CLARENCE BUCARO Photo by Todd Heisler/The New York Times
With his literate lyrics, richly toned voice, and rustic aesthetic, Clarence Bucaro has developed a singular sound that is distinctly American. On his fifth album, Walls of the World, he explores the concepts of political and personal division, and how they affect both our personal lives and the larger narrative of world events.
Bucaro was first inspired to write about this topic during a trip to Jerusalem and experienced the contrast between the old world majesty of Jerusalem and the squalor of the refugee camps in Ramallah and the West Bank. The imposing presence of the wall that separated the two sides was impossible to escape and served as a physical manifestation of the larger divisions between the two cultures.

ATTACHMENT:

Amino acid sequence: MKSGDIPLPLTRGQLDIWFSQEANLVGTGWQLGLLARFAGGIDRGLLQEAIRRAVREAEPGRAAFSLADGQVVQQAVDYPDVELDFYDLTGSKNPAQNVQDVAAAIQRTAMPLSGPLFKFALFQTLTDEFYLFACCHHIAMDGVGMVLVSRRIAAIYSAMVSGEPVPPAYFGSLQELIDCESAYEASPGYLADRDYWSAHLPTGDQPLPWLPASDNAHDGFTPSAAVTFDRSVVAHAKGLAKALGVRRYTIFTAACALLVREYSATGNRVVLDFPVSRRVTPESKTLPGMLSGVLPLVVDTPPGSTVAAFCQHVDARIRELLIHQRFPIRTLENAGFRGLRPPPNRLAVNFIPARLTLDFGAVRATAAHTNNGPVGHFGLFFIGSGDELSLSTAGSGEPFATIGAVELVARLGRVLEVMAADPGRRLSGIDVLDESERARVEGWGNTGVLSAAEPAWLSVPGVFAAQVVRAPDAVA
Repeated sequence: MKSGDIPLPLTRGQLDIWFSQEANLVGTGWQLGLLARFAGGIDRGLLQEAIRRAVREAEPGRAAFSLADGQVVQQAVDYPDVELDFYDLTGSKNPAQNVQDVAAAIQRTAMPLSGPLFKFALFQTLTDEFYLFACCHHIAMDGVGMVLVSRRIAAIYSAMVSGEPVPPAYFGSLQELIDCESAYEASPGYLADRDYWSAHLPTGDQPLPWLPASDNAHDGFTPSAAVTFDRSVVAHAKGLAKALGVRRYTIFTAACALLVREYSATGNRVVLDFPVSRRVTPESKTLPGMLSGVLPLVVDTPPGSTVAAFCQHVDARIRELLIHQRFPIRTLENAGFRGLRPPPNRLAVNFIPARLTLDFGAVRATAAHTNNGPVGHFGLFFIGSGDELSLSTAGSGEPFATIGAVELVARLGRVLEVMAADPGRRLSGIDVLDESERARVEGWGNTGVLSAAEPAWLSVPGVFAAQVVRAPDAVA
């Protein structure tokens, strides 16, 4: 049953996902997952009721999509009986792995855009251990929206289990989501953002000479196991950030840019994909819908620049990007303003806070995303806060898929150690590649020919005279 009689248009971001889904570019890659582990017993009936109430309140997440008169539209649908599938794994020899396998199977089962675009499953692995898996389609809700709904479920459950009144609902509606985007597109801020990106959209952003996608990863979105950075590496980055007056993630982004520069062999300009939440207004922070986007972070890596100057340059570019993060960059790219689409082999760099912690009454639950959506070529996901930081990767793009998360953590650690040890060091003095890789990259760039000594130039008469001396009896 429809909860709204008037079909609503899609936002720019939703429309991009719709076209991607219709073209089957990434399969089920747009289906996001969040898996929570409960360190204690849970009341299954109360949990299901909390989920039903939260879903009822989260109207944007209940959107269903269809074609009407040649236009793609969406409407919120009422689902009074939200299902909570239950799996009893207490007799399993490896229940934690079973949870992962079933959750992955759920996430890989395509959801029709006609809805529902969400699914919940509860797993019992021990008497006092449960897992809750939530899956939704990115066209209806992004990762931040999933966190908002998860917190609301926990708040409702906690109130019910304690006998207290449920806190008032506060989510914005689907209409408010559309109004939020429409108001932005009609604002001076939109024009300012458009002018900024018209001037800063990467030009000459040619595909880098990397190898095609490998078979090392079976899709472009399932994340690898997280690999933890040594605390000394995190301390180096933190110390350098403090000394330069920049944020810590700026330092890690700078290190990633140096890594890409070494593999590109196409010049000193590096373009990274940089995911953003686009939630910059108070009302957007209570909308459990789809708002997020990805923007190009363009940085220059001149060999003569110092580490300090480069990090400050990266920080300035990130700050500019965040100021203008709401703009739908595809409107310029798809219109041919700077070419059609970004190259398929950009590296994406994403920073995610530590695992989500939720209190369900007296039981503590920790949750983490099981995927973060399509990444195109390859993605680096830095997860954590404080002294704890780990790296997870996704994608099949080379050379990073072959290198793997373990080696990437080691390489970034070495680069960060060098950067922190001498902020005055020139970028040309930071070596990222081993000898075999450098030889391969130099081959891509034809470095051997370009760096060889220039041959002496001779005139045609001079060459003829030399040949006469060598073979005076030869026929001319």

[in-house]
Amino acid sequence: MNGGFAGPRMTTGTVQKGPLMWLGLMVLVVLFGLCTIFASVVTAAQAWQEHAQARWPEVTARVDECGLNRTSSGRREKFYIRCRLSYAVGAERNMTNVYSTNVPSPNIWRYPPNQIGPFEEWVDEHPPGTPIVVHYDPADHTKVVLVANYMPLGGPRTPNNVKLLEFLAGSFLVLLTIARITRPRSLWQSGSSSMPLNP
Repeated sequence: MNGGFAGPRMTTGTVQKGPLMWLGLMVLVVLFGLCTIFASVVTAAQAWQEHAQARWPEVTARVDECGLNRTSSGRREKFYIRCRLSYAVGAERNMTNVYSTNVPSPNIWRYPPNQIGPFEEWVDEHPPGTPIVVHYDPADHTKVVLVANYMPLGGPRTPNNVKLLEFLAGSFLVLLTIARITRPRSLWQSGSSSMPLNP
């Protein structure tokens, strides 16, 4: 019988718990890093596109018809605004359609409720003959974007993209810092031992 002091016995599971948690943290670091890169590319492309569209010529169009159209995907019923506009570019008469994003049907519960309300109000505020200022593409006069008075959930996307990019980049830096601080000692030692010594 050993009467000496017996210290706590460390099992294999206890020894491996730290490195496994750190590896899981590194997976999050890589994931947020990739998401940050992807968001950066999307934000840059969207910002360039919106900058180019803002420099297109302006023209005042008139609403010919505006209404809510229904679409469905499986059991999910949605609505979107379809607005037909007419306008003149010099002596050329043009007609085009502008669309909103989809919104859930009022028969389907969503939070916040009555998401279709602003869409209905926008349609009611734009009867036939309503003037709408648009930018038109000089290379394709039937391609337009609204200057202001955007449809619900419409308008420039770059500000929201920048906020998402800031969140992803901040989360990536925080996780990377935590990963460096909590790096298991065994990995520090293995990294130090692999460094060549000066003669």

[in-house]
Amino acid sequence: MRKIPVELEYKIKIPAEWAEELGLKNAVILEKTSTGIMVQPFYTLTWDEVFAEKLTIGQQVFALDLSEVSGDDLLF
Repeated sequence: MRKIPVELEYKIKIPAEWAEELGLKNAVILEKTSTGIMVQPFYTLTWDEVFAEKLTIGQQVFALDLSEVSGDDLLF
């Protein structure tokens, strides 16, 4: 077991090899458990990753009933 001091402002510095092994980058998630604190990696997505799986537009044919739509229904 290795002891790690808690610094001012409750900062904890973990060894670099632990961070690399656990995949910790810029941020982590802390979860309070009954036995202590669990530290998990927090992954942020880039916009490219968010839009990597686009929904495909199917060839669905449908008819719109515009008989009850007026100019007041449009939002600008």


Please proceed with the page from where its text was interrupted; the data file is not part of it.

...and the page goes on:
Clarence explains. “These songs were written after having my son and my perspective changed as I saw how having a child fits into a conflicted and divided world. So the two perspectives of the album became a marriage of observing the outside world with how it ties in to my personal own world.”
“Two Men Down” is an elegant folk song written as a tribute to two conflict photojournalists – Chris Hondros and Tim Hetherington – who were killed in Libya while covering the rebel uprising against Muammar Gaddafi.
If you enjoyed “Two Men Down,” check out his video for “Child of War” – another track off of Walls of the World.